Viruses found in the ocean that kill bacteria

What do you think of when it comes to viruses? Most people think about rhinoviruses, polioviruses, influenza viruses, and so on, which invade our bodies and reproduce quickly, and eventually lead to our illness.
So you think there’s only a virus on land? Of course not, in the ocean, there are about 10 million viruses per milliliter of water!
In an interesting report released Wednesday by nature, scientists from MIT and Albert Einstein Medical School said they found a new virus, the virus we have never seen before – the virus without tail.
The researchers collected water samples from the Massachusetts coast and then bred the virus found in it with an ocean bacterium called Vibrionaceae. The researchers then analyzed DNA from 200 viruses that had successfully infected other bacteria, and found that 18 were not seen before and none of them had a “tail.”.
They then released new groups of viruses to 300 marine bacteria and compared the damage caused by the new group and the caudate virus. The result is shocking, although the virus only accounts for 10% of the total virus, it kills 40% of the bacteria!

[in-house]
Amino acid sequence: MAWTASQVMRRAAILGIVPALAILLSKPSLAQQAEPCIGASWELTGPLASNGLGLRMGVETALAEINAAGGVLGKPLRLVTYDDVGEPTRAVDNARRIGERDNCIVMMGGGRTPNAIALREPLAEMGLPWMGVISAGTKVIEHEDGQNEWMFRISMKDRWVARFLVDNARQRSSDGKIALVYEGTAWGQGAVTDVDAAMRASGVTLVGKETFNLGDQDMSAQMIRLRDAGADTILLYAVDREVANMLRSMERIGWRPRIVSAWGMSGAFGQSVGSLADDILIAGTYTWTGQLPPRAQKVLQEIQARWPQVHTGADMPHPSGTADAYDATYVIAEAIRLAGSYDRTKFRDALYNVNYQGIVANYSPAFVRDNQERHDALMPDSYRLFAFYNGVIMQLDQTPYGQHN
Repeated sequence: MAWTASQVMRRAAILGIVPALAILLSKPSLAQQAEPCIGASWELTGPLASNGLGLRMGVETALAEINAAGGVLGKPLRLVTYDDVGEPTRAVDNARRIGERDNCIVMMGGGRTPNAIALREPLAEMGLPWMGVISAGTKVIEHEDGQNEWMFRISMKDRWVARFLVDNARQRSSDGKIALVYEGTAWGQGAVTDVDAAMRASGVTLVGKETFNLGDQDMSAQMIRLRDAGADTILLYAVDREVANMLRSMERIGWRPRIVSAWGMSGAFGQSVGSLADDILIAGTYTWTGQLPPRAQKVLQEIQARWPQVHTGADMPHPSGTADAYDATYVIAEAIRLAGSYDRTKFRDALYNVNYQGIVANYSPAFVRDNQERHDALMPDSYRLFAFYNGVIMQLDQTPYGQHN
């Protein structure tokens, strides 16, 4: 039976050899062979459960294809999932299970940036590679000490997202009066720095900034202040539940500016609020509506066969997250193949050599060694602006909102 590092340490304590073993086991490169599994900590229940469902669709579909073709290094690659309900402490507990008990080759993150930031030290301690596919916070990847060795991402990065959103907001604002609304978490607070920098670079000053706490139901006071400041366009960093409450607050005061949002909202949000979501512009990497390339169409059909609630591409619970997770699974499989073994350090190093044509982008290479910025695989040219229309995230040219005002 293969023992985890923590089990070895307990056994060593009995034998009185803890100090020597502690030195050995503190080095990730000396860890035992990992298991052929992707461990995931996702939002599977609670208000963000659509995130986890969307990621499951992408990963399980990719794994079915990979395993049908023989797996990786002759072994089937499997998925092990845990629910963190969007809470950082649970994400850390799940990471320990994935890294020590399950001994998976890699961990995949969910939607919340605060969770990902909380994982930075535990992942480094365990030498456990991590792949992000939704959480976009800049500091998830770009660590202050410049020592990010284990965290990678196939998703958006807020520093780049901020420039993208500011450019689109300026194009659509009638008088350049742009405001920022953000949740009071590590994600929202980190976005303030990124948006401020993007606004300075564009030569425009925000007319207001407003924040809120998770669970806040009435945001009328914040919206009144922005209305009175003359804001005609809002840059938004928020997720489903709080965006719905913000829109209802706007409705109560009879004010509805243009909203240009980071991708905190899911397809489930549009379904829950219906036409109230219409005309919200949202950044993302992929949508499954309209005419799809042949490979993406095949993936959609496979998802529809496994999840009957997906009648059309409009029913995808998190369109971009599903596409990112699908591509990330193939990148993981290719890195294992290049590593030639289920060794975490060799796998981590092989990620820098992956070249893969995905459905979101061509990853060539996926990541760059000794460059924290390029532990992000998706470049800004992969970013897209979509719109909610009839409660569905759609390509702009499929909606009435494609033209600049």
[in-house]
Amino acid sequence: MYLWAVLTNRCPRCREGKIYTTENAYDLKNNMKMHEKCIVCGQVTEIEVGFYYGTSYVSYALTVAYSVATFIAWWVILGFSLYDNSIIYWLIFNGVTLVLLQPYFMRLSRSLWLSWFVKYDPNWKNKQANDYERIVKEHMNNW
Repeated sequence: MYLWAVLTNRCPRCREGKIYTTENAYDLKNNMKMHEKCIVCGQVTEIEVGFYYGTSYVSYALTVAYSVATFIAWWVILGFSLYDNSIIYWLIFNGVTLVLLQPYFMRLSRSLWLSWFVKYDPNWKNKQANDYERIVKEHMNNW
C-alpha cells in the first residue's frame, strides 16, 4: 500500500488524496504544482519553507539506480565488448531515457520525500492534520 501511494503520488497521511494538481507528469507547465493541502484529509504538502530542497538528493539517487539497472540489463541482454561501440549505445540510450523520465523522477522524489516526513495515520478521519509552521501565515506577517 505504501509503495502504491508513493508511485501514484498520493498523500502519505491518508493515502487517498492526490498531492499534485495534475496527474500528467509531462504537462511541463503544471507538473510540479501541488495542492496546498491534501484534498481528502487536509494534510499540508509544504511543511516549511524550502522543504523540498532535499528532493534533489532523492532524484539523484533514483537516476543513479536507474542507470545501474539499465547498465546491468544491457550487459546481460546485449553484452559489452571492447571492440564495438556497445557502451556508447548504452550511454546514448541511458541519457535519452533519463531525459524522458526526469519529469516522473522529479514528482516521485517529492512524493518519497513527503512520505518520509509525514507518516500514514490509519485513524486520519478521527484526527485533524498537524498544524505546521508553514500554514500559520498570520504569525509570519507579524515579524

Further analysis also shows that the genome of the virus free is smaller than that of other viruses: the general virus genome consists of 4000 to 5000 bases, while the genome consists of 10000 bases!
This surprised the researchers, who, Polz and his team, suspected that the new virus group was not unique in the ocean and could be common in human life.
The researchers say the viruses have some connection with viruses previously found in animals and eukaryotes, such as algae, and they can have an impact on the human intestinal microbiota.
They named the virus autolykiviridae, and the source of the name was also interesting. Autolycus is a very elusive character in Greek mythology. It is very suitable to describe the new virus by such a name.
Most of the viruses we know about the oceans and the land are double stranded DNA viruses, all of which have the “tail” of the bacteria, but the new species has no tail, which is really elusive to scientists.
The powerful power of the virus makes it easy to kill marine bacteria. It is undeniable that the natural object is compatible with each other. But we should also know that not all viruses are in equal status, and what we now know is the tip of the iceberg.

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